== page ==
Congestive Heart Failure

My STEAM project focuses on Congestive Heart Failure in comparison to a “healthy” heart from the cardiovascular and circulatory system unit. Congestive Heart Failure occurs when fluid surrounds the heart in which the heart can no longer pump enough blood to meet the body’s needs. My illustration highlights a happy heart and symptoms alike on the top half of the poster, and a heart experiencing CHF with enlarged and stretched heart muscles towards the bottom portion of poster.


  1. I was having a hard time posting just the picture but allowed me to attach it through the link above titled “Congestive Heart Failure.”

    Cristina Bussell
  2. In her project, Cristina writes about the ways to maintain a healthy heart and contributing factors of congestive heart failure. In order to have and maintain a healthy heart, it’s important to sustain a healthy diet, exercise daily, being mindful of cholesterol, blood pressure and other internal factors, including managing stress, not smoking and only consuming alcohol in moderation. She also touches on non-dietary factors and more on lifestyle factors such as laughing, dancing, having fun, listening to music and having a sense of community. All of these things are immensely important and contribute to having a health heart and maintaining the longevity of that health.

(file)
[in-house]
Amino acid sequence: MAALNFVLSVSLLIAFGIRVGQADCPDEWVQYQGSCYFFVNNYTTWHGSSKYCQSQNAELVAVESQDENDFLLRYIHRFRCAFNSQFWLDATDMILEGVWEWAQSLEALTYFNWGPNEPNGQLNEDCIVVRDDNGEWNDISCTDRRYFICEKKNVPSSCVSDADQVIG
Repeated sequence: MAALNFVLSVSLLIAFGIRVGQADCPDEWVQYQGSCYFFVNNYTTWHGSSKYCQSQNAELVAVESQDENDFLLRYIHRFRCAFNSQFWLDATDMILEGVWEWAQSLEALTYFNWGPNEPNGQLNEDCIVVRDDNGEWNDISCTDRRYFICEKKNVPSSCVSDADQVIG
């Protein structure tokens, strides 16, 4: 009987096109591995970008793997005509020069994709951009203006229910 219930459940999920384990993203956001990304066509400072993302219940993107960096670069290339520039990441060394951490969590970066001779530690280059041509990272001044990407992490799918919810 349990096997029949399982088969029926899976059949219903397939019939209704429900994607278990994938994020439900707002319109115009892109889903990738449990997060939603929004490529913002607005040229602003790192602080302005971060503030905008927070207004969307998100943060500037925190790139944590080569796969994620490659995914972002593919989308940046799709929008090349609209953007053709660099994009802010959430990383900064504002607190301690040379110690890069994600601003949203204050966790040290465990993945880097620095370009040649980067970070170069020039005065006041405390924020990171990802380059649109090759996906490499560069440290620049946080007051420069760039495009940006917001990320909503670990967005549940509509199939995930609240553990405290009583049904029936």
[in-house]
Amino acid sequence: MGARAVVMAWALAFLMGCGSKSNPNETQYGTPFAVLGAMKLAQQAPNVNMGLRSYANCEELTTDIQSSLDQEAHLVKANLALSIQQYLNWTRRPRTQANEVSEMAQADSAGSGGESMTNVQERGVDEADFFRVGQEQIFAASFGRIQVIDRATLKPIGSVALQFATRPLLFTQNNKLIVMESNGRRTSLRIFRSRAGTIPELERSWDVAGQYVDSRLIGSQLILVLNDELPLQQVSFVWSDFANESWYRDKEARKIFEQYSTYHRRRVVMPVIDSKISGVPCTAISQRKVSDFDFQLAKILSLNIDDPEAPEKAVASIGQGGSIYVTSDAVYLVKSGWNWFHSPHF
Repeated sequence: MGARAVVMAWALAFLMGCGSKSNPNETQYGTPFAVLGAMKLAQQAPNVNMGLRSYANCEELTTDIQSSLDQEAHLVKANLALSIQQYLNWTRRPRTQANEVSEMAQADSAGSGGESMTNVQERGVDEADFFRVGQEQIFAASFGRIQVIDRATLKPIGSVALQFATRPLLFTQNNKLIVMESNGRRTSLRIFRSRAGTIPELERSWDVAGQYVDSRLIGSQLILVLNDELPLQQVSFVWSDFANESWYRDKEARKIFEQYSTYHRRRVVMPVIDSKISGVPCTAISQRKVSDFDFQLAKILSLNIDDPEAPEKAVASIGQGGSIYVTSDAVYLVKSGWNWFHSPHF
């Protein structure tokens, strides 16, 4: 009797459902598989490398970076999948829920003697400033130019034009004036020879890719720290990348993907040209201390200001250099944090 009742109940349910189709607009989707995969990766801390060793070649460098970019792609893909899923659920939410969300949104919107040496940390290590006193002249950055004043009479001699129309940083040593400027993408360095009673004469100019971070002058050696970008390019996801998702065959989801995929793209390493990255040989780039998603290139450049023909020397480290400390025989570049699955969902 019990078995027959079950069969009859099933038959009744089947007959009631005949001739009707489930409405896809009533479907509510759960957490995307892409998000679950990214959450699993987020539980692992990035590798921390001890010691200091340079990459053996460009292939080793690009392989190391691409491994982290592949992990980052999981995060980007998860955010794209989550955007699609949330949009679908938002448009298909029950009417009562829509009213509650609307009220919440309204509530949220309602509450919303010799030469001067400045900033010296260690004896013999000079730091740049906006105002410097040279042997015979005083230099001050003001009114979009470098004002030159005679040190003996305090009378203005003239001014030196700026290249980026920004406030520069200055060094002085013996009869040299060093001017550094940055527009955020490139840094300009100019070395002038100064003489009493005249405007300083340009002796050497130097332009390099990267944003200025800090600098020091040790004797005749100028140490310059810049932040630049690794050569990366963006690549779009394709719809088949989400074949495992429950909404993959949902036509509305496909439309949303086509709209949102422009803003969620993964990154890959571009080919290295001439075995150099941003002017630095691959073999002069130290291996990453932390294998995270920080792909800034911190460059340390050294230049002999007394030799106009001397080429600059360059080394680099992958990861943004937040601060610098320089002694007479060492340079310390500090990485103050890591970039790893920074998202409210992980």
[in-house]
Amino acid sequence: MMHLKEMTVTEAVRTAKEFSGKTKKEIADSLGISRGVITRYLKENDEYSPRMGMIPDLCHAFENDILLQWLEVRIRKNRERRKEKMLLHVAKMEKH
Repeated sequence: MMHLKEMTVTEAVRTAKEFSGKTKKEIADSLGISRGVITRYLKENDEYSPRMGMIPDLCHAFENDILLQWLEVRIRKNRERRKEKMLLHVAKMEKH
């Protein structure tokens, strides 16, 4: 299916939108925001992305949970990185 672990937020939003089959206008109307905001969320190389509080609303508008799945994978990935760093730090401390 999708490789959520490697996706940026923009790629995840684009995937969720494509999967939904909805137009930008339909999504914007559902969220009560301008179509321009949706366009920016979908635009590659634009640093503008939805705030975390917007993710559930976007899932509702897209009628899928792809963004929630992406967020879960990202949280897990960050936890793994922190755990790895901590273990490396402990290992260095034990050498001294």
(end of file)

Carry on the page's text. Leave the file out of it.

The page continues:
The heat is a muscle and needs to be adequately worked in order to be kept healthy. If the individual fails to do so, congestive heart failure may be developed over time. Symptoms of congestive heart failure include shortness of breath, edema in the legs, ankles and feet, fatigue and general malaise, arrhythmias, decreased cardiac output, fluid retention, coughing or wheezing, decreased appetite, nausea, headaches, chest pain and angina. All of these symptoms can be indicative of congestive heart failure and can lead to a decrease in quality of life. It’s very important to maintain a healthy diet and lifestyle so heart disease does not occur. Heart disease can be managed with surgical intervention and medication with great success, but it can also be reversed with a radical and drastic change to the individuals’ diet and lifestyle factors. Exercising a minimum of 30 minutes a day, eating a diet that is rich in plant -based foods, fruits and vegetables, drinking plenty of water, and limiting the amount of sodium intake. All of these factors can lead to a heart healthy life!

    Alyssa Sagorsky

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